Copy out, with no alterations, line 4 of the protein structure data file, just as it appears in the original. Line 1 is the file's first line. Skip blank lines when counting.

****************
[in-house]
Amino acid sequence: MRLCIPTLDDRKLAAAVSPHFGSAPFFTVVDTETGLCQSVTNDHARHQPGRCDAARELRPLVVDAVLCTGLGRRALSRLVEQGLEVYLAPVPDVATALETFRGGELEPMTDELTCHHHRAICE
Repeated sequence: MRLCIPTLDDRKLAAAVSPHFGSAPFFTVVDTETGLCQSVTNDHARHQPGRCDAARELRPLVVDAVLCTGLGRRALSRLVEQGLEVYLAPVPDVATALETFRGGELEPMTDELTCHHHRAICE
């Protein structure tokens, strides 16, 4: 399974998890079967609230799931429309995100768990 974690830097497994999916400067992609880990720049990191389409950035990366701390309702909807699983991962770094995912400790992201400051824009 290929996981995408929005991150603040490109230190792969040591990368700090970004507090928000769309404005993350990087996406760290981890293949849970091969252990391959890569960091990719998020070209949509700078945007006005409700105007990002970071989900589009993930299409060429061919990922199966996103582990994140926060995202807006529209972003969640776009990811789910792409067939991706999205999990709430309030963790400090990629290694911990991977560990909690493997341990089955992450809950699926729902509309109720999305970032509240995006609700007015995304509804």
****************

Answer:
């Protein structure tokens, strides 16, 4: 399974998890079967609230799931429309995100768990 974690830097497994999916400067992609880990720049990191389409950035990366701390309702909807699983991962770094995912400790992201400051824009 290929996981995408929005991150603040490109230190792969040591990368700090970004507090928000769309404005993350990087996406760290981890293949849970091969252990391959890569960091990719998020070209949509700078945007006005409700105007990002970071989900589009993930299409060429061919990922199966996103582990994140926060995202807006529209972003969640776009990811789910792409067939991706999205999990709430309030963790400090990629290694911990991977560990909690493997341990089955992450809950699926729902509309109720999305970032509240995006609700007015995304509804």